A former Tory Party treasurer has indicated that his solicitors will pursue anyone on Twitter who wrongly linked his name to false allegations of child abuse.
Lord McAlpine, speaking emotionally on the BBC Radio 4 Today programme this morning, said he was utterly devastated by inaccurate claims that were reported on BBC2's Newsnight on 2 November.
Some well-known journalists and others either posted or strongly hinted at McAlpine's name on Twitter after the programme - which didn't reveal the peer's identity - had aired.
The catastrophic actions of Newsnight, whose producers failed to request a right to reply from McAlpine before running their report, have already felled the Beeb's director general George Entwistle, who lasted just 54 days in the job.
Guardian environmental journalist George Monbiot issued an apology on the same day Entwistle resigned from his role, after Monbiot inaccurately hinted on the micro-blogging site that McAlpine was the "senior Tory from the Thatcher years" who had been wrongly accused of child abuse by north Wales care home victim Steve Messham.
Messham has since told the BBC it was a case of mistaken identity. He says he is still trying to track down the actual perpetrator and bring him to justice.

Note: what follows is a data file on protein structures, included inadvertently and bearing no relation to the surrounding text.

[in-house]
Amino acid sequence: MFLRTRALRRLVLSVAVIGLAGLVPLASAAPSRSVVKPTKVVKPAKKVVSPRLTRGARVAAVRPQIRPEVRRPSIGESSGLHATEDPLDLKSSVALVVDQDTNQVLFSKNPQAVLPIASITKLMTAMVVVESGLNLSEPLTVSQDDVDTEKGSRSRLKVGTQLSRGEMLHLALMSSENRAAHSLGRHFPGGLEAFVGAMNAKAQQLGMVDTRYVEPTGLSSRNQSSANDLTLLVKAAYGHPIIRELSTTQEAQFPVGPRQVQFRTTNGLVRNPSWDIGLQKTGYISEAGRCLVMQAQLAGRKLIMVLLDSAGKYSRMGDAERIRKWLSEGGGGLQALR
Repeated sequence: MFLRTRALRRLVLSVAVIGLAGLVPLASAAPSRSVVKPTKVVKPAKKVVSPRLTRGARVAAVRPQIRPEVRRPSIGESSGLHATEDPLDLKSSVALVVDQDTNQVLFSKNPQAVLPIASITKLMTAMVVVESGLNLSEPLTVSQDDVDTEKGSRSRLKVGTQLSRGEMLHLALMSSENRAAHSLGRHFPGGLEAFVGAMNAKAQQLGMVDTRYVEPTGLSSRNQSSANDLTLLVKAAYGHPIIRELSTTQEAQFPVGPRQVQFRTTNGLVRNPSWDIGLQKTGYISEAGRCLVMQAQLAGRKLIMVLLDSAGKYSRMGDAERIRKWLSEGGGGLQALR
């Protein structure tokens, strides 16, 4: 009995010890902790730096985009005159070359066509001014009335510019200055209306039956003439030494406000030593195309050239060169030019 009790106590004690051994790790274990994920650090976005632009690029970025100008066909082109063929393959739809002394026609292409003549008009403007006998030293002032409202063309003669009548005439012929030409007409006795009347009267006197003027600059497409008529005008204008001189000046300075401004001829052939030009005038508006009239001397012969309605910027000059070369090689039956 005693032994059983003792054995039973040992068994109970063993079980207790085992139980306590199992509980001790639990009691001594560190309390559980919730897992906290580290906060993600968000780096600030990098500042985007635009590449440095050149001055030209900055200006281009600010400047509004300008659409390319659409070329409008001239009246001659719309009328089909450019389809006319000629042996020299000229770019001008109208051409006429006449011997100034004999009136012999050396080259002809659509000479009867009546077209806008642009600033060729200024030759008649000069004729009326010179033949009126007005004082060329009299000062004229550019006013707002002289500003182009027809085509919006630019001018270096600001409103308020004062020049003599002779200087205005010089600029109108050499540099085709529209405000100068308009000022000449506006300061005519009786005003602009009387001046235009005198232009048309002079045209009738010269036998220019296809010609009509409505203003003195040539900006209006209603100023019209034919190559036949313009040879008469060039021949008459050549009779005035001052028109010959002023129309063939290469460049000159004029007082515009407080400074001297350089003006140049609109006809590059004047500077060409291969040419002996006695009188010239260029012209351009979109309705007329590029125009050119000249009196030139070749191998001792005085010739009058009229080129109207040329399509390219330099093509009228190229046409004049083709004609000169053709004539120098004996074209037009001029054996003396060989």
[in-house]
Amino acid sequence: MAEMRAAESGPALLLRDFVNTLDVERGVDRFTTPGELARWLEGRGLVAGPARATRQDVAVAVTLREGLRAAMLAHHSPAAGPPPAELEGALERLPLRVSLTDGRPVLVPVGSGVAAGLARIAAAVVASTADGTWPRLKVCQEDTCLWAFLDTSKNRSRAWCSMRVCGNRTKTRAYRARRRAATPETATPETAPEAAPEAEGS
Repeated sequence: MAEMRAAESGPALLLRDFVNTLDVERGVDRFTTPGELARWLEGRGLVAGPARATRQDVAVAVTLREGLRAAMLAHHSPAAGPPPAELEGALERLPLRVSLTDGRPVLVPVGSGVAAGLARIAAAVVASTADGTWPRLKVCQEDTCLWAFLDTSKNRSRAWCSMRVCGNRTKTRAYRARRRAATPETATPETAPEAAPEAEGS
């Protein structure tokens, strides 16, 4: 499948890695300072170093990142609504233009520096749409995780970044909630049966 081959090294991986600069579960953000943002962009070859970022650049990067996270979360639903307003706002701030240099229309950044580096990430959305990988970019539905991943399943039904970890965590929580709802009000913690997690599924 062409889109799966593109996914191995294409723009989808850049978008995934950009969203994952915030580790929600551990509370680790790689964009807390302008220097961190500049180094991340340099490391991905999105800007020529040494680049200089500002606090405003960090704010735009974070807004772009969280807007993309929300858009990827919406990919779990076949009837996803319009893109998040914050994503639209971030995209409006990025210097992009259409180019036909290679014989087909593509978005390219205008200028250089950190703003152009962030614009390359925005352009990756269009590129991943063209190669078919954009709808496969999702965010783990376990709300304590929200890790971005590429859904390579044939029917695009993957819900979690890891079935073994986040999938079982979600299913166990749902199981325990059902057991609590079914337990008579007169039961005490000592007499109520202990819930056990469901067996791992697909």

Monbiot said of his Twitter misadventure:
I helped to stoke an atmosphere of febrile innuendo around an innocent man, and I am desperately sorry for the harm I have done him. I have set out, throughout my adult life, to try to do good; instead I have now played a part in inflicting a terrible hurt upon someone who had done none of the harm of which he was wrongly accused. I apologise abjectly and unreservedly to Lord McAlpine.
The peer's solicitor Andrew Reid told Radio 4 this morning that his team was using technology to track down those people who wrongly tweeted any link suggesting that McAlpine was guilty of child abuse. They are seeking settlements from those individuals.
Meanwhile, Ofcom confirmed today that both the BBC's Newsnight programme and ITV1's This Morning show both "warranted investigations" relating to "unfair treatments" of McAlpine and infringement of privacy as well as probing whether Britain's two largest TV networks "maintained appropriate standards" as holders of broadcasting licences.
This Morning got caught up in the sorry affair after its presenter, Philip Schofield - in a bizarre exchange with Prime Minister David Cameron - haplessly waved a piece of paper containing uncorroborated names of rumoured child abusers he got off the interwebs in front of the PM on live television.
Ofcom, in a letter [PDF] addressed to Conservative MP Rob Wilson confirming the investigation, added:
We believe that Ofcom is able to investigate and properly address the issues raised by the broadcast of these programmes and the resulting speculation on social media and do not consider that there is a potential loophole of the manner you describe.
Wilson had questioned whether the regulator could investigate broadcasters' use of the "innuendo" surrounding social media to effectively skirt around fairness requirements in Ofcom's code. ®